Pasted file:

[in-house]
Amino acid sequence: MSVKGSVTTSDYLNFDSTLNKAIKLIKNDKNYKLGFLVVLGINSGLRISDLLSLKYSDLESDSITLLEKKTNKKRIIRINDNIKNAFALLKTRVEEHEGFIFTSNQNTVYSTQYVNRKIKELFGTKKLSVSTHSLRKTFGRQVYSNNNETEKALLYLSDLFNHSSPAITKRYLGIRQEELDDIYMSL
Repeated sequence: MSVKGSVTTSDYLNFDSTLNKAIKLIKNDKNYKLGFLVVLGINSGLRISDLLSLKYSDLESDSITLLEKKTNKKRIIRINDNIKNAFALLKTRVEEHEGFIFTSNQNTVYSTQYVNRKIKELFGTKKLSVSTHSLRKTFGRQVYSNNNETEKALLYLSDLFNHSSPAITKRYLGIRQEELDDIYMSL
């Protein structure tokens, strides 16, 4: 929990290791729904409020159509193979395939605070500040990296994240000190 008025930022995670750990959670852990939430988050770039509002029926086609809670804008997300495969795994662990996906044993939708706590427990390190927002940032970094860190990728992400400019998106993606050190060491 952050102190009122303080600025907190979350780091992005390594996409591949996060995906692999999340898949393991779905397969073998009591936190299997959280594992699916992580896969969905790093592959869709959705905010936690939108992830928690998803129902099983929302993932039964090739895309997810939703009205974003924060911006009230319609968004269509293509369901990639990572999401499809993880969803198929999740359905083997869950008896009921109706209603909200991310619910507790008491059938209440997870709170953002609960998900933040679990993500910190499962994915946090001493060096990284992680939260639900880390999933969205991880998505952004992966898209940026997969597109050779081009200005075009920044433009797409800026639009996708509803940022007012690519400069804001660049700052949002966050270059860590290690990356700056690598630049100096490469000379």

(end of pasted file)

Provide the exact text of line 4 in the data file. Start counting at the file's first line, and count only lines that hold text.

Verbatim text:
């Protein structure tokens, strides 16, 4: 929990290791729904409020159509193979395939605070500040990296994240000190 008025930022995670750990959670852990939430988050770039509002029926086609809670804008997300495969795994662990996906044993939708706590427990390190927002940032970094860190990728992400400019998106993606050190060491 952050102190009122303080600025907190979350780091992005390594996409591949996060995906692999999340898949393991779905397969073998009591936190299997959280594992699916992580896969969905790093592959869709959705905010936690939108992830928690998803129902099983929302993932039964090739895309997810939703009205974003924060911006009230319609968004269509293509369901990639990572999401499809993880969803198929999740359905083997869950008896009921109706209603909200991310619910507790008491059938209440997870709170953002609960998900933040679990993500910190499962994915946090001493060096990284992680939260639900880390999933969205991880998505952004992966898209940026997969597109050779081009200005075009920044433009797409800026639009996708509803940022007012690519400069804001660049700052949002966050270059860590290690990356700056690598630049100096490469000379």